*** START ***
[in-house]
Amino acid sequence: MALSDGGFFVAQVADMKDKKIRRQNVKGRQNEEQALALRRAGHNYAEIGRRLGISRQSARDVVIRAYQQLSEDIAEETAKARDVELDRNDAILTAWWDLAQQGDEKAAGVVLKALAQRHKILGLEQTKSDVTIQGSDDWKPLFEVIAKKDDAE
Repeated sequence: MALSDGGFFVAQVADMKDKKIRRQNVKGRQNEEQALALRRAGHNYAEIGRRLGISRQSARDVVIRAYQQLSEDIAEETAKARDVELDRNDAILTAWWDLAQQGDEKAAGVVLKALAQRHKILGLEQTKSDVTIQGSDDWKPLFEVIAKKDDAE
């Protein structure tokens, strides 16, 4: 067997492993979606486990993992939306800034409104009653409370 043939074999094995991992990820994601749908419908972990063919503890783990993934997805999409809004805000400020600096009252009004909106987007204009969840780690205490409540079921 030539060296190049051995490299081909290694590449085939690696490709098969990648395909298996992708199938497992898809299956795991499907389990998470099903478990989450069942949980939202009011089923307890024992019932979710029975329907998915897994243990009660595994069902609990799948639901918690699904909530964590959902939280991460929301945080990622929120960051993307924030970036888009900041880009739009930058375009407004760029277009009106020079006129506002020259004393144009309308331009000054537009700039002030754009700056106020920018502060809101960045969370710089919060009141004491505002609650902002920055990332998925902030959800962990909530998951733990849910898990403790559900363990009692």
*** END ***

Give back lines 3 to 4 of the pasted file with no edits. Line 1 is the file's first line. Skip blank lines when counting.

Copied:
Repeated sequence: MALSDGGFFVAQVADMKDKKIRRQNVKGRQNEEQALALRRAGHNYAEIGRRLGISRQSARDVVIRAYQQLSEDIAEETAKARDVELDRNDAILTAWWDLAQQGDEKAAGVVLKALAQRHKILGLEQTKSDVTIQGSDDWKPLFEVIAKKDDAE
């Protein structure tokens, strides 16, 4: 067997492993979606486990993992939306800034409104009653409370 043939074999094995991992990820994601749908419908972990063919503890783990993934997805999409809004805000400020600096009252009004909106987007204009969840780690205490409540079921 030539060296190049051995490299081909290694590449085939690696490709098969990648395909298996992708199938497992898809299956795991499907389990998470099903478990989450069942949980939202009011089923307890024992019932979710029975329907998915897994243990009660595994069902609990799948639901918690699904909530964590959902939280991460929301945080990622929120960051993307924030970036888009900041880009739009930058375009407004760029277009009106020079006129506002020259004393144009309308331009000054537009700039002030754009700056106020920018502060809101960045969370710089919060009141004491505002609650902002920055990332998925902030959800962990909530998951733990849910898990403790559900363990009692």